Witch Hazel and WillowPosted by Sara C. Snider on Apr 27, 2015 in A to Z Challenge, Short Stories | 20 comments
With introducing Hazel earlier in the H post, I thought it would be fun to continue with her as well for W. This one is more an exploration of her background and character than a story. But I enjoyed getting to know her a little bit better.
Witch Hazel and Willow
“Witches wither and warlocks weather,” Willow chanted in a melodious voice as she walked along a winding forest trail. “That’s the difference between us.”
Hazel frowned and wrinkled her nose. “That’s not much of a difference. What is it that they weather, exactly?”
“Life, my dear girl. They are like boats in a storm—you’d best cling to one should you ever hope to find safe harbor.”
“I don’t need a boat,” Hazel said. “I’m a strong swimmer.”
Willow laughed, musical and dainty, like tinkling wind chimes. “That may be, but when the current pulls you under, none of your strength will save you.”
“What about you, then? Where’s your warlock? Where’s Father?”
Willow gave a tight smile. “The best arrangements are those that go unnoticed, both within and without. Your father will come should he ever be needed, but not a moment before.”
“But where is he?”
“It matters not. Let us talk of other things.” Willow kept walking, humming a tune as she picked berries and flowers and put them in a basket that hung from her arm.
Hazel trailed after her, disturbed by her mother’s words. She didn’t want to believe such a thing were true, but she knew very little of the wider world, and she dared not argue a point she was uncertain she could win.
They returned home, and Hazel marched around the cottage and to a woven fabric mat that hung from the branch of a tree. She picked up a cane and swatted the carpet, holding her breath as dust plumed around her. She was tired of being told what to do, and without ever being told why. She was tired of not knowing anything about her father, or why it all seemed such a big secret. She was tired of all of it, and it was all she could do to wait until she was old enough so she could live her life as she pleased.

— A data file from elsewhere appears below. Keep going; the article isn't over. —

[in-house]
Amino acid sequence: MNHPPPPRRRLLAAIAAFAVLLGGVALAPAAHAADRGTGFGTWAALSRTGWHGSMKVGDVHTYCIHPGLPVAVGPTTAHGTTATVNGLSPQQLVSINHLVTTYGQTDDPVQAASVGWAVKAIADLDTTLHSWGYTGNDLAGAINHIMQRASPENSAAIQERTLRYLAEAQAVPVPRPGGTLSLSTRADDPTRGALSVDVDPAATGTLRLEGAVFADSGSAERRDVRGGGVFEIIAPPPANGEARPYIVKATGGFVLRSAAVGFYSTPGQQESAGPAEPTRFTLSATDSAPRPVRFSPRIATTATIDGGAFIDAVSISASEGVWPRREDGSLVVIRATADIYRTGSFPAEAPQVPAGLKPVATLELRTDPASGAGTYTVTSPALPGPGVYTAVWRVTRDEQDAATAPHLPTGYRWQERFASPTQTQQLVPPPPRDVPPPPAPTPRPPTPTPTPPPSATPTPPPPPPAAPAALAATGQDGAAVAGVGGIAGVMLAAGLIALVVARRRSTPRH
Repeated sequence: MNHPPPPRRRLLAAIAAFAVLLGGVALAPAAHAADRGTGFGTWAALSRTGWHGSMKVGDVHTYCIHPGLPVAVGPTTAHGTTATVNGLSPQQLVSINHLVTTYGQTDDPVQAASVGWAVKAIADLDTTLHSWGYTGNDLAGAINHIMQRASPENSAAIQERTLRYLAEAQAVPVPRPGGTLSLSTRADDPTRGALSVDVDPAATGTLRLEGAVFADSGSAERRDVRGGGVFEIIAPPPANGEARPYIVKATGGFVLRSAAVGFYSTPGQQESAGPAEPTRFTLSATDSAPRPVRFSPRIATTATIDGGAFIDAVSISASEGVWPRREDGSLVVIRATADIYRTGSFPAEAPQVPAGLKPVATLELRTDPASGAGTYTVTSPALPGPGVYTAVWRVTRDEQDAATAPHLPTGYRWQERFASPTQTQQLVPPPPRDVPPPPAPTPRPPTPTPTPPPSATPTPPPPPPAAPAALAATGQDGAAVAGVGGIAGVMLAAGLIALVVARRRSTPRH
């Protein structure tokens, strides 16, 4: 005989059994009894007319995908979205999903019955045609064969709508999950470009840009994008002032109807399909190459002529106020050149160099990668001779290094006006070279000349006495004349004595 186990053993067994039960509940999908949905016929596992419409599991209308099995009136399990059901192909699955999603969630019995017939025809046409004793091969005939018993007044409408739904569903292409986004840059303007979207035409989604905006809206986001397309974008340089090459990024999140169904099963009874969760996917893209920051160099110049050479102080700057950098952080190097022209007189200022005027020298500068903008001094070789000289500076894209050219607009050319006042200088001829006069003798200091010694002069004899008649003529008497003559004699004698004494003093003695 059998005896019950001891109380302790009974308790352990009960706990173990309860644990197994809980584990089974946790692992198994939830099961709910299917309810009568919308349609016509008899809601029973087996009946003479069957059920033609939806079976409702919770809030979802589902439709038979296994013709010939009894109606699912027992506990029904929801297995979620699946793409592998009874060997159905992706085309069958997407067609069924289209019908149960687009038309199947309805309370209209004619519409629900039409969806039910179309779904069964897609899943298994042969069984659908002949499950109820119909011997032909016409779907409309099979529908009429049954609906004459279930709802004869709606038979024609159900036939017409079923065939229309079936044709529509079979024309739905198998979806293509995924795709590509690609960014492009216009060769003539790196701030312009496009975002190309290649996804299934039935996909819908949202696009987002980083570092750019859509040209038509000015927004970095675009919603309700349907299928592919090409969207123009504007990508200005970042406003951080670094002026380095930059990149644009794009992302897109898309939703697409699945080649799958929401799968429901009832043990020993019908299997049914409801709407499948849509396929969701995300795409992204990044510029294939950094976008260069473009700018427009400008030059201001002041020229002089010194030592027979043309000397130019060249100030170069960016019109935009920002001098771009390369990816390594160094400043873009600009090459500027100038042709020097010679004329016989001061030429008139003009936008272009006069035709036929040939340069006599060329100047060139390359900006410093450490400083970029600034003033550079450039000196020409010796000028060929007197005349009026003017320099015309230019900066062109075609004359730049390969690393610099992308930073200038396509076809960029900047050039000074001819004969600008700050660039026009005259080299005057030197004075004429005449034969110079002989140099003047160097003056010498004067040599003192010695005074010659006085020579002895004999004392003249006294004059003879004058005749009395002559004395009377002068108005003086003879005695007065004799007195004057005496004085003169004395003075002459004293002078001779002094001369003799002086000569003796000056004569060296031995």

She took her frustrations out on the carpet, swinging and swatting until her arms grew tired, and dust collected on her sweaty brow. Breathing heavily, she turned back towards the cottage when she nearly collided with Holly.
“Hathel,” Holly said, and a broad, gap-toothed grin spread across her face.
Hazel frowned. Her little sister was always getting underfoot, tagging along when Hazel wanted to be alone. It grated on her already-worn nerves, and she brandished the cane at Holly and said, “You’d best watch yourself, or Mother will sell you to a band of ogres.”
Holly’s smile crumpled into a frown, and then she started crying.
Hazel closed her eyes. She wished she didn’t care about Holly; she wished she didn’t feel sorry for what she had said. But she did. “I’ll protect you, don’t worry.”
Holly calmed and wiped her eyes with chubby hands. She watched Hazel as she gulped a few ragged breaths and said, “Promith?”
Hazel nodded. “Promise.”
Holly’s smile returned, and she held onto Hazel’s hand with a sticky one of her own. Together, they then headed back to the cottage.